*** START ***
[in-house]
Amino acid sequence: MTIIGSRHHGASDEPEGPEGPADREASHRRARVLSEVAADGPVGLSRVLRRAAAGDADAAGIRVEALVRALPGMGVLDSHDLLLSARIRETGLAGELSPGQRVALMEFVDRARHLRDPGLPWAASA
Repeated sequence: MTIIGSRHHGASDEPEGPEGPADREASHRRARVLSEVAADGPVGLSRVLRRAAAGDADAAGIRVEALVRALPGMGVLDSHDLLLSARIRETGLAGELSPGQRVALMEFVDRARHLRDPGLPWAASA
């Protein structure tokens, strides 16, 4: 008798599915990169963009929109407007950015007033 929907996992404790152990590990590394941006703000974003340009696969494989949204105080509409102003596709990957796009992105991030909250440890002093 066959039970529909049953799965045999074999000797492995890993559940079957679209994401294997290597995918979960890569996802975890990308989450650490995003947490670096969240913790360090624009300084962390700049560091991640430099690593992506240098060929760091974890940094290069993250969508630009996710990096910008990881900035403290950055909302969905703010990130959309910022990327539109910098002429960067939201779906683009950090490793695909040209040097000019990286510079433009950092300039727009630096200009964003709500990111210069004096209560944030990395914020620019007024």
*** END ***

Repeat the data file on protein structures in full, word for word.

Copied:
[in-house]
Amino acid sequence: MTIIGSRHHGASDEPEGPEGPADREASHRRARVLSEVAADGPVGLSRVLRRAAAGDADAAGIRVEALVRALPGMGVLDSHDLLLSARIRETGLAGELSPGQRVALMEFVDRARHLRDPGLPWAASA
Repeated sequence: MTIIGSRHHGASDEPEGPEGPADREASHRRARVLSEVAADGPVGLSRVLRRAAAGDADAAGIRVEALVRALPGMGVLDSHDLLLSARIRETGLAGELSPGQRVALMEFVDRARHLRDPGLPWAASA
């Protein structure tokens, strides 16, 4: 008798599915990169963009929109407007950015007033 929907996992404790152990590990590394941006703000974003340009696969494989949204105080509409102003596709990957796009992105991030909250440890002093 066959039970529909049953799965045999074999000797492995890993559940079957679209994401294997290597995918979960890569996802975890990308989450650490995003947490670096969240913790360090624009300084962390700049560091991640430099690593992506240098060929760091974890940094290069993250969508630009996710990096910008990881900035403290950055909302969905703010990130959309910022990327539109910098002429960067939201779906683009950090490793695909040209040097000019990286510079433009950092300039727009630096200009964003709500990111210069004096209560944030990395914020620019007024």